Introducing AngelaSmith - The Object Initializing Smartypants

Our tooling in the .Net space is getting better and better, as well as the ecosystem that we work in. Take for instance Windows Azure Mobile Services – when we are dealing with greenfield development having your backend services running in minutes is a Godsend and having it work over multiple devices is chocolate on the sundae.  Your database is in place in minutes and you can easily access your data via REST.

What is something that all data-based applications require?  Data!  But missing from the data equation in green field development are two key parts to new app development: sample data and design time data.  If you understand those parts already and want to be able to fire up 250 persons like this:

     var people = Angie

…then skip below to the juicy bits.  For the rest of us, a quick primer.

Why It’s Important

For those of us building Windows Store or Windows 8 Phone apps, we have some incredible tools that make designing good looks apps super easy.

First is the MvvmLight Toolkit from Laurent Bugnion that allows you to quickly (and selectively) build out bindable view models, complete with properties, commands and, of course, your data.  If you haven’t worked with the data-binding approach, this is something you should be looking at if you use data at all in your apps.  If you’re not working with data at all in your apps, this is something that you should be looking at if you want users at all in your apps.

Second is the ability to use design time data through tools like Blend or Visual Studio 2012. Design time data sources usually provide static methods that can supply your IDE or editor of choice sample data while you’re designing your view.  It’s tough to build out a good looking UI without having actual data in there to see what things will look like.

When you put these two things together you get this great experience of seeing your app come together without having to build, deploy and run your app.

In other environments (Android, XCode) there may be similar facilities for design, but on all platforms, there’s the actual execution of the app on the device, and you probably want to get some data up there.  How do you test user-level security with only one user?  How do you build a geolocation app presenting points of interest if you don’t have any POI data?  View a contact list with no contacts?  What about just seeing how you app performs under load?  Build screen shots for your app store shots?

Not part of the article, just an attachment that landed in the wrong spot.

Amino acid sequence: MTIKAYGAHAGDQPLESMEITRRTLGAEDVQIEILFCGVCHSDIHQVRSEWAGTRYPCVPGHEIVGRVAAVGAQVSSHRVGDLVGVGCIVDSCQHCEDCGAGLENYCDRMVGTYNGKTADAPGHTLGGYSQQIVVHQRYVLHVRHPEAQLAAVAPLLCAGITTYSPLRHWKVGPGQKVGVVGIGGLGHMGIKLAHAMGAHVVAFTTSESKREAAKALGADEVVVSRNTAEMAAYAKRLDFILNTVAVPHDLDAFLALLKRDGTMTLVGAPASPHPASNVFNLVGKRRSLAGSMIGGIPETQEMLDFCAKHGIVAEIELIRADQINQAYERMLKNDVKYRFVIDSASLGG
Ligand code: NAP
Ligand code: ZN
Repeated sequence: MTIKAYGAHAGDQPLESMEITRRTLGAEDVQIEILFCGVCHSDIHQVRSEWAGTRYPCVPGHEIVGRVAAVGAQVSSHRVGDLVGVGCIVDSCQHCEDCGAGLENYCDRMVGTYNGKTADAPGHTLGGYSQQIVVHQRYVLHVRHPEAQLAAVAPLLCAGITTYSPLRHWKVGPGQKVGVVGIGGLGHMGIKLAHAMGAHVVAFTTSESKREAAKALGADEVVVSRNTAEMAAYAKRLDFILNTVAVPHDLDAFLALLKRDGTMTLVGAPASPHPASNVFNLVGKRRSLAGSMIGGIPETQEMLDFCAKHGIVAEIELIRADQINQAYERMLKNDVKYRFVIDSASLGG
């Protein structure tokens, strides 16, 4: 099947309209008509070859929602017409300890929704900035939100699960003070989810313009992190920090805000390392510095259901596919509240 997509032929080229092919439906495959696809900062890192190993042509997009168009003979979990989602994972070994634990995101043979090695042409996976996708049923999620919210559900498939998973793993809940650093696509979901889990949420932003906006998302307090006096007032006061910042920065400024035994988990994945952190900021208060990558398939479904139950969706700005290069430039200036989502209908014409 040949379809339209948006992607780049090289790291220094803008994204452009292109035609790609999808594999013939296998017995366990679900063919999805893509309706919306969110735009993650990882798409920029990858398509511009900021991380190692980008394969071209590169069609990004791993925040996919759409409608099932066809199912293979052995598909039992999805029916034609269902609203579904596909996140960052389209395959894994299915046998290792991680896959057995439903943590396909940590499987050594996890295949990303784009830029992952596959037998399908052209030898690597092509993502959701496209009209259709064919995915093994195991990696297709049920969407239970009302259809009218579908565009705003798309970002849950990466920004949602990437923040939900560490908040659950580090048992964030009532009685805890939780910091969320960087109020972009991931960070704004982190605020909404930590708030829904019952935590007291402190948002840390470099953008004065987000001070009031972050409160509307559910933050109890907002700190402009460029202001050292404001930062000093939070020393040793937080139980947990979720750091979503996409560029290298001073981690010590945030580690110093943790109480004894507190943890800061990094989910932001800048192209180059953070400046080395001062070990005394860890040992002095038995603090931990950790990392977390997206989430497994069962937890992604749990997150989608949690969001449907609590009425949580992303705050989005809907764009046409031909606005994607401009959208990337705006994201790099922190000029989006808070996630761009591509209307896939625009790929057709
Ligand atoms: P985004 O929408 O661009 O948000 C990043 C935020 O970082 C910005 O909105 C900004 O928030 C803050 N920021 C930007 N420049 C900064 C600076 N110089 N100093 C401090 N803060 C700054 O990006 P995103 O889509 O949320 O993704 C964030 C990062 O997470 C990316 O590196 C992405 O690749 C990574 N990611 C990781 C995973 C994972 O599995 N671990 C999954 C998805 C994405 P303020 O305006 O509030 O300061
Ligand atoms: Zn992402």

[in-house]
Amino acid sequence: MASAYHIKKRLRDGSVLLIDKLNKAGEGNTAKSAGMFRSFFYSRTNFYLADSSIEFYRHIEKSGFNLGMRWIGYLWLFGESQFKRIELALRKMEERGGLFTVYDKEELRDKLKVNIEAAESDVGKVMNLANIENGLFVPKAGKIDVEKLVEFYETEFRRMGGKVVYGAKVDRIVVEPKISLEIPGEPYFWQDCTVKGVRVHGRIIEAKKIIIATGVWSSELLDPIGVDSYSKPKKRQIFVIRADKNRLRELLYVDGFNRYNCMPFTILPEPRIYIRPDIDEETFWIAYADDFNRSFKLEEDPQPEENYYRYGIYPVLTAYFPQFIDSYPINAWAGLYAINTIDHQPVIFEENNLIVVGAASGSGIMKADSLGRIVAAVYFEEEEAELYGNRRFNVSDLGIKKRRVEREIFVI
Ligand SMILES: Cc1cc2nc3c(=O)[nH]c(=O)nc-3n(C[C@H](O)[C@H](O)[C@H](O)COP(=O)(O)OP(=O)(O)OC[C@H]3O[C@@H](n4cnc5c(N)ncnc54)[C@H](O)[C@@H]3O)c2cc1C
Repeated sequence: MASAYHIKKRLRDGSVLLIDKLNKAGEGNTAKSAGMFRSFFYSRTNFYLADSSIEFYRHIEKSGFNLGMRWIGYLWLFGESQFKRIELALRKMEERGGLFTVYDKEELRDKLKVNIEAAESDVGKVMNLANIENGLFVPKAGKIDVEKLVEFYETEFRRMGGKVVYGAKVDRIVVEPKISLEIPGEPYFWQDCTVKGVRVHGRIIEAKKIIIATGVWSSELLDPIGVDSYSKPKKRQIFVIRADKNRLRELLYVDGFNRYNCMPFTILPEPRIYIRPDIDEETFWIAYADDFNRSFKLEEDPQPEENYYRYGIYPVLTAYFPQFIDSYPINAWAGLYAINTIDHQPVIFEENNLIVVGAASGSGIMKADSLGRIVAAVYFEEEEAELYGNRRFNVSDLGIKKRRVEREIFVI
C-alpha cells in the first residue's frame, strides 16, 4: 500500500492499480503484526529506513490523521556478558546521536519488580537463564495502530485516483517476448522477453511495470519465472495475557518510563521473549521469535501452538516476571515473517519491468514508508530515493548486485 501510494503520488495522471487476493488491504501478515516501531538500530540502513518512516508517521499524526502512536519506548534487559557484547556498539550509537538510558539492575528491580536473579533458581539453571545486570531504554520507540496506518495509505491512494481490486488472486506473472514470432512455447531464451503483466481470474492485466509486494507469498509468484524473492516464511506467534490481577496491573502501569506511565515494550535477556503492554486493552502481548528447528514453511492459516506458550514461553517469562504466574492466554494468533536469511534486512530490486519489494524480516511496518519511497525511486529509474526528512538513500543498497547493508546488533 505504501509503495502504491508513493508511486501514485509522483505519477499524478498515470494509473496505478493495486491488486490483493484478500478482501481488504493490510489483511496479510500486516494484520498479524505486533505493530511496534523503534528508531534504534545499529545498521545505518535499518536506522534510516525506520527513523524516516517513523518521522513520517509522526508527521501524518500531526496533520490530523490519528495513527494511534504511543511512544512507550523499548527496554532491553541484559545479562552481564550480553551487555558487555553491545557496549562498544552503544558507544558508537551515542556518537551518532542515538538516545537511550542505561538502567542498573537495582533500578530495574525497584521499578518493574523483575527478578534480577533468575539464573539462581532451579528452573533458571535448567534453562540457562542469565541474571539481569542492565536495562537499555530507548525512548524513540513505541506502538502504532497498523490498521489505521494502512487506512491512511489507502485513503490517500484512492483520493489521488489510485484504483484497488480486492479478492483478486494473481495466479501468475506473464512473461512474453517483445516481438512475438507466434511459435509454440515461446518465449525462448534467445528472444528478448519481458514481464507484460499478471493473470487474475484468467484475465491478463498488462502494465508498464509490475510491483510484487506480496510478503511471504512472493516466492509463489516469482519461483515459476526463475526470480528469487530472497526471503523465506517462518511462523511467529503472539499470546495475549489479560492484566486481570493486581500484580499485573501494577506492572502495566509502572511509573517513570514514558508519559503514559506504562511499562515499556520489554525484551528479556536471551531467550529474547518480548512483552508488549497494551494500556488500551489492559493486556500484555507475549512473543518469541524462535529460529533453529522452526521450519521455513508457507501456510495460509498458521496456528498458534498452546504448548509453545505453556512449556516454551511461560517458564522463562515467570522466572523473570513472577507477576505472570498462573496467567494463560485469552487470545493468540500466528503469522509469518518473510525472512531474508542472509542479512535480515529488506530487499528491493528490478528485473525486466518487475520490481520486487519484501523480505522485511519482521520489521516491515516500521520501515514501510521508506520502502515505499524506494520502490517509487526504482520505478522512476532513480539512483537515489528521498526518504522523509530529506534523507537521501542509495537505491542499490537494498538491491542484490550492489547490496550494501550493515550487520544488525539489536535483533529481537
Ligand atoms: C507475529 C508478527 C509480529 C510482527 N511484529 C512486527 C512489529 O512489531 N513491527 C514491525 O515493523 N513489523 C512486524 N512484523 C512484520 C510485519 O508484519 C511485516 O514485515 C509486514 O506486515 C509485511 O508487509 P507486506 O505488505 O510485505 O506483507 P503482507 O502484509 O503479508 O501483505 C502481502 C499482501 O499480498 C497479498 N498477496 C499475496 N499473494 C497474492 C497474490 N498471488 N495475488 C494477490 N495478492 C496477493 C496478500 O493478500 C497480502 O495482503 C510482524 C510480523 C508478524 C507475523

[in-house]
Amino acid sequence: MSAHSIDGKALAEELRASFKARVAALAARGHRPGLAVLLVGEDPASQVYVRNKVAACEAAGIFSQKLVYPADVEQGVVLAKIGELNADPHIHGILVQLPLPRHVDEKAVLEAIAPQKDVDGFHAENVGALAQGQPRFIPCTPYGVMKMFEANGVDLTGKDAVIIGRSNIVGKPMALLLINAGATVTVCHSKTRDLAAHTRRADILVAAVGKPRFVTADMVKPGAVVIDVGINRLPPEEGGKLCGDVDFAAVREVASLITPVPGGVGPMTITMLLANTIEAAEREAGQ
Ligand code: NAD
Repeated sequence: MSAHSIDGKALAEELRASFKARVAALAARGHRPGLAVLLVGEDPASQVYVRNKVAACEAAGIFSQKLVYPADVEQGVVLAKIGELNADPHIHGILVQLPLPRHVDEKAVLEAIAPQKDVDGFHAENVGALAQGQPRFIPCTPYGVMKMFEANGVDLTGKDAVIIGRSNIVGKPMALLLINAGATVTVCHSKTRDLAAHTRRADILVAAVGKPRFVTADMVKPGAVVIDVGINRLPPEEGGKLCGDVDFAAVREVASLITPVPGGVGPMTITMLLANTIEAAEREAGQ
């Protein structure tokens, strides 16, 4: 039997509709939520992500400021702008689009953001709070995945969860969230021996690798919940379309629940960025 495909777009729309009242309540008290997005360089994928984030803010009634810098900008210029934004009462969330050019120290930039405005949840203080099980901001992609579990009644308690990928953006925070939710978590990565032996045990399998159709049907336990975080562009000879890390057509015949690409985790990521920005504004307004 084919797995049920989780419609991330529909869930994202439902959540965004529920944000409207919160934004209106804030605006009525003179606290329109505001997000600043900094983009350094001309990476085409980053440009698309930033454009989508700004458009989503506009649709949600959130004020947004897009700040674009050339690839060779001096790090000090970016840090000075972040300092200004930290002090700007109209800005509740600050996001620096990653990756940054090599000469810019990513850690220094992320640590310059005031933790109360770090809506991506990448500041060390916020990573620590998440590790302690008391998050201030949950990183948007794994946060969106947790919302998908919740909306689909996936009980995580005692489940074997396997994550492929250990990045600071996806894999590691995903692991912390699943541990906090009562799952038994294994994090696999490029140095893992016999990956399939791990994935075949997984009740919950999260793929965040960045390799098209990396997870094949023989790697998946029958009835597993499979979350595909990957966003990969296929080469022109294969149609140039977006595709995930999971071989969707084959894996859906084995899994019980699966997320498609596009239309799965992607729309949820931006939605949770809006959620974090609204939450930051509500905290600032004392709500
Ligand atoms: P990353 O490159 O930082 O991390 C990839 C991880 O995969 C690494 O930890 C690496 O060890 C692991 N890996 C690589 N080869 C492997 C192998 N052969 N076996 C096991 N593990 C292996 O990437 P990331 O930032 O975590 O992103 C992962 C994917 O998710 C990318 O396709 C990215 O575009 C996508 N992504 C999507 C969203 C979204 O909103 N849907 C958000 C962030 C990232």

You get the idea. You need data in there.

So You Want to Do the Data Binding Awesomeness

Great, so we agree that some measure of data is needed at some point of the app build process. You need a list of, say, 25 people, but how do you get those in there?  This is how we used to do it:

        List<Person> people = new List<Person>();
people.Add(new Person { FirstName = “Angela”, LastName = “Smith”, Age = 24, PhoneNumber = “867-5309” });
// …do this 23 times…
people.Add(new Person { FirstName = “Susan”, LastName = “Peters”, Age = 22, PhoneNumber = “555-1234” });

But that sucks. Big time.  Because you have to new up every object, and to make it look somewhat interesting, you have to also touch each row (not copy and paste). So you have to sift through 25 lines of code and try to come up with some believable objects.

A Way With Way More Awesome

How about this instead:

        List<Person> people = Angie.FastList<Person>();

Oh yeah. That's how AngelaSmith rolls. One line of code to get a list of 25 people (25 is the default list size).  All the properties are filled in for you as Angie recognizes many common property names. You can use Angie to build out a single object:
        var person = Angie.FastMake<Person>();
Angie’s not alone; she has a friend who can also help fill in a single property:
        string firstName = Susan.FillFirstName();

You can tell her how to build properties:

    var blogTitle = “Angie”;

var post = Angie.Configure()
    .FillBy(<span class="str">"title"</span>, <span class="kwrd">delegate</span>() { <span class="kwrd">return</span> blogTitle; })

Or, she can help you fill in properties (because she’s so smart):

     var comments = Angie
.FillBy(“CommentDate”, delegate() { return Angie.MakeDate(DateRules.PastDates); })

And, you can chain it all together to do some cool things.  Here, we’re building a blog post with 5 comments, all the dates are set to a date prior today, and the comments are created using an anonymous function:

  var blogpost = Angie
.FillBy(“CreateDate”, delegate() { return Susan.FillDate(DateRules.PastDate); })
.FillBy(“Comments”, delegate()
return Angie
.FillBy(“CommentDate”, delegate() { return Susan.FillDate(DateRules.PastDate); })

At the tail of that, we’re calling “Make” to get a single instance of BlogPost, but we could just as easily call “MakeList” to get a list of entities.

So Get Going!

To install AngelaSmith, use the Package Manager Console:

    install-package AngelaSmith

For more information, check out the AngelaSmith project on GitHub. Of course, you’re welcome to fork and contribute!

Stay tuned for great examples on how to seed data in Windows Azure Mobile Services, Entity Framework and more.